William Henry Harrison is known for his death shortly after attaining office. What isn’t well known is the lack of legal writ governing presidential succession. After President Harrison died, Vice President John Tyler succeeded him. It wouldn’t be until the 20th century with the passing of the 25th Amendment in 1967 that presidential succession would be codified. Before then, the government simply followed an accepted tradition of the vice president becoming president. Only after the deaths of Franklin Delano Roosevelt and John F. Kennedy did the country realize it would need more than tradition to insure a peaceful transition of power.

Similar to death, the threat of assassination loomed large for the chief executive. Like presidential succession, counteracting the threat of assassination was rather informal at first. It wasn’t until the Civil War that the president had a security detail. “With the possible exception of Abraham Lincoln, no president faced such a diverse and elaborate set of threats to remove him by force than Franklin Roosevelt,” Preiss states.

FDR makes an appearance in several chapters, because during long tenure in office he faced assassination, illness, and eventually died in office. But this remained casual and relaxed until the onset of the Cold War and the Kennedy assassination. Only then did the president’s security detail become closer to a military operation. It is no mere fluke when Preiss mentions that office holders of the presidency face more health risks than the general population.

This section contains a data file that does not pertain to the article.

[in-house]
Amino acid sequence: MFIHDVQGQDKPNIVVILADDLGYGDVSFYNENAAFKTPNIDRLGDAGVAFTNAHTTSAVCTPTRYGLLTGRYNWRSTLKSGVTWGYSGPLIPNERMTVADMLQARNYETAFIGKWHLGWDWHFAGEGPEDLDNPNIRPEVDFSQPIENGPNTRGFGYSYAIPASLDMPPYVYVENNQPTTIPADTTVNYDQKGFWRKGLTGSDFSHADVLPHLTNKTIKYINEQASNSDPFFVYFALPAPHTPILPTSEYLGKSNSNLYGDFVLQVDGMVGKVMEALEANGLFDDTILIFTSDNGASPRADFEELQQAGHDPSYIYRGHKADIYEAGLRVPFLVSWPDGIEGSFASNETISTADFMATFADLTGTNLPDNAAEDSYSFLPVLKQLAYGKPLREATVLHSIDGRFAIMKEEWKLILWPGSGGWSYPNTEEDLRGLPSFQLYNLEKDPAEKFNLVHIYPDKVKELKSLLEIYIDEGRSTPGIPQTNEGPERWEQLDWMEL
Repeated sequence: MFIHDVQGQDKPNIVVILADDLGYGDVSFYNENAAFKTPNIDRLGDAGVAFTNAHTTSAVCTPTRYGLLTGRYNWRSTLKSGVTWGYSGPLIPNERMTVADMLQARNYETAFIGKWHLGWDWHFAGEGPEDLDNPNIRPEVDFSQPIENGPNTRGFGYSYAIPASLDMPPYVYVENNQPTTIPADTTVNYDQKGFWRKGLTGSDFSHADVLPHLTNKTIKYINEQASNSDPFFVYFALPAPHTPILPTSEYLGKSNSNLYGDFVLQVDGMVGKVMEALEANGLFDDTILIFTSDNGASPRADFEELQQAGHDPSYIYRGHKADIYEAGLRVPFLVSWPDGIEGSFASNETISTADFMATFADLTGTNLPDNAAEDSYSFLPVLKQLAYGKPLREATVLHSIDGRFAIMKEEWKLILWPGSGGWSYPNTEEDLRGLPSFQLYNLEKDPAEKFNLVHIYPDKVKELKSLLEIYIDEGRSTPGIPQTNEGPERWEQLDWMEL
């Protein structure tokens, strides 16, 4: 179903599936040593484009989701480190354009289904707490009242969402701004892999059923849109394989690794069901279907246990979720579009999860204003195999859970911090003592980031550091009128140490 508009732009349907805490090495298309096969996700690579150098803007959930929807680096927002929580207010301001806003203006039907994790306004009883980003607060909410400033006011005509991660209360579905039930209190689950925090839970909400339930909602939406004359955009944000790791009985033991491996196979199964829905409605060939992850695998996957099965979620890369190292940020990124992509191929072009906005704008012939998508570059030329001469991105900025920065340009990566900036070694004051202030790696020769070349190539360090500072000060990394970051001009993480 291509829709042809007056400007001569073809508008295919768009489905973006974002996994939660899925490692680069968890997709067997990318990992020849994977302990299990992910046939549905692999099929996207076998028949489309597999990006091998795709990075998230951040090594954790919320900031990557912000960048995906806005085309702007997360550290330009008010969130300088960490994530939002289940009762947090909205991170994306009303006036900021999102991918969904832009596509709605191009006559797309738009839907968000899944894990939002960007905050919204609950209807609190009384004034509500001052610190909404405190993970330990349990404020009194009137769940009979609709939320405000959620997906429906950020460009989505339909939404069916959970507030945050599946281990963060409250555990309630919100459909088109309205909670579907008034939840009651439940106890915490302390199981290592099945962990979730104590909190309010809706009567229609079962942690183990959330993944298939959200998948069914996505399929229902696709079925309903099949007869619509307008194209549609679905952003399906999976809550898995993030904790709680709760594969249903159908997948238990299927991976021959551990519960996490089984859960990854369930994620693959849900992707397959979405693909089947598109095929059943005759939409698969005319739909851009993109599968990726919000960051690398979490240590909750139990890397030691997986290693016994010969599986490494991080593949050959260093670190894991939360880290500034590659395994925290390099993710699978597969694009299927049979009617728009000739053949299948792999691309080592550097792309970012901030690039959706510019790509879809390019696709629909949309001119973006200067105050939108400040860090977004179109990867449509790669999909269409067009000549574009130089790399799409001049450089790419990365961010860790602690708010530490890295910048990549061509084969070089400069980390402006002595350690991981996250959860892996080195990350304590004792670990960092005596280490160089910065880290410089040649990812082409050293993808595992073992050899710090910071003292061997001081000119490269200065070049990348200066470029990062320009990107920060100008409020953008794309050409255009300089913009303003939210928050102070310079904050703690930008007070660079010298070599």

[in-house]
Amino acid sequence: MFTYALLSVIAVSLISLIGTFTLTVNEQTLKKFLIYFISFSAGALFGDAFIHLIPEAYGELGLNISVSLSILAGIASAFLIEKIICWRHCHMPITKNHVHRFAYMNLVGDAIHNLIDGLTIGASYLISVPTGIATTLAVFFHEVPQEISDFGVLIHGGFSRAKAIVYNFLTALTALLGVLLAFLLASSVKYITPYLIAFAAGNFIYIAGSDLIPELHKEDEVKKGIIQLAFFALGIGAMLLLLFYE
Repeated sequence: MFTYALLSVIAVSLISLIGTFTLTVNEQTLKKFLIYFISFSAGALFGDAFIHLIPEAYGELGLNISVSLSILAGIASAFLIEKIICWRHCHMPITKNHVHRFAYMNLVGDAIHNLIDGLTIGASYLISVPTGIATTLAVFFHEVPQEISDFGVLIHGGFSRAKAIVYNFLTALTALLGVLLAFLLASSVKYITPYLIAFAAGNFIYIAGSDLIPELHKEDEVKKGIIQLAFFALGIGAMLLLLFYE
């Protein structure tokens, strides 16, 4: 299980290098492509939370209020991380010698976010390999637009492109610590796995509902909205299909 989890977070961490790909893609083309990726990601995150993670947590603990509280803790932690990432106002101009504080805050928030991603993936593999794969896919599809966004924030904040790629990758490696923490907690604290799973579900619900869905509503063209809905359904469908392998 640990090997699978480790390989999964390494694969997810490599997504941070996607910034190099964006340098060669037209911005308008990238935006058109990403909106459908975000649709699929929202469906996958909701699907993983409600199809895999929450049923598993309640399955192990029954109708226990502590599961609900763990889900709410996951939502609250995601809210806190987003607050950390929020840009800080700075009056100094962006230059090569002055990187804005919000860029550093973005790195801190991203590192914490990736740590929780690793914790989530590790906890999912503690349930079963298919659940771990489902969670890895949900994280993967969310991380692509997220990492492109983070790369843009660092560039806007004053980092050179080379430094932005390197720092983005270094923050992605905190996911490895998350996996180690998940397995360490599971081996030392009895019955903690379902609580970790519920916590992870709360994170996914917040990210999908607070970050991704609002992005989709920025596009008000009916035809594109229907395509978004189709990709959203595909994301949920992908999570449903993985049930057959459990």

Besides the immediate threat of assassination, President James Madison faced the unique threat of military occupation during the War of 1812. What contingencies were in place if the president were captured by a foreign military power? Today the United States possesses an exhaustive line of succession if faced with a monumental catastrophe. There is also the figure of the Designated Successor should the unthinkable occur. Air Force One was a rollicking action movie, but what are the contingencies if the president is kidnapped by terrorists? And what about if a president has questionable loyalties to a hostile nation? Or fails to disclose his tax returns that may have incriminating evidence? What controls are in place for democracy to continue working when the worst possible scenario is upon it?

The impeachment trial of President Trump reflects both the powers and limitations of the political process put in place by the US Constitution. Preiss profiles different impeachments, from Andrew Johnson to Nixon and Clinton. But impeachments, like war, are never the same. What happens when different parties control different branches of Congress? Nixon’s impeachment had the glaring eye of television, yet Trump’s has the fun-house mirror of social media. What will it mean if he is removed from office? Perhaps the United States will join the rest of the civilized world (from Brazil to Bolivia) in removing its presidents in peaceful fashion. Or perhaps he isn’t removed? Then a historian shouldn’t be asked, but rather a Vegas odds-maker.

Removing a president isn’t easy, nor should it be. Like voting, it is an important role not to be taken lightly. If removing a president was easy, Congress would probably do it all the time, since that august body is populated by the representatives of a fickle, emotional, and befuddled populace. Preiss’s book offers a retrospective tour through the variety of methods used to remove a president from office. Because the United State values peaceful transitions over abrupt removal, many methods remain untested. Yet removal from office of a dangerous incompetent or corrupt demagogue doesn’t exhibit how the democratic process is broken. It shows how democracy still works. Regardless of where an individual stands in this hyper-critical moment in time, How to Get Rid of a President offers an easily accessible, highly entertaining education in American civics.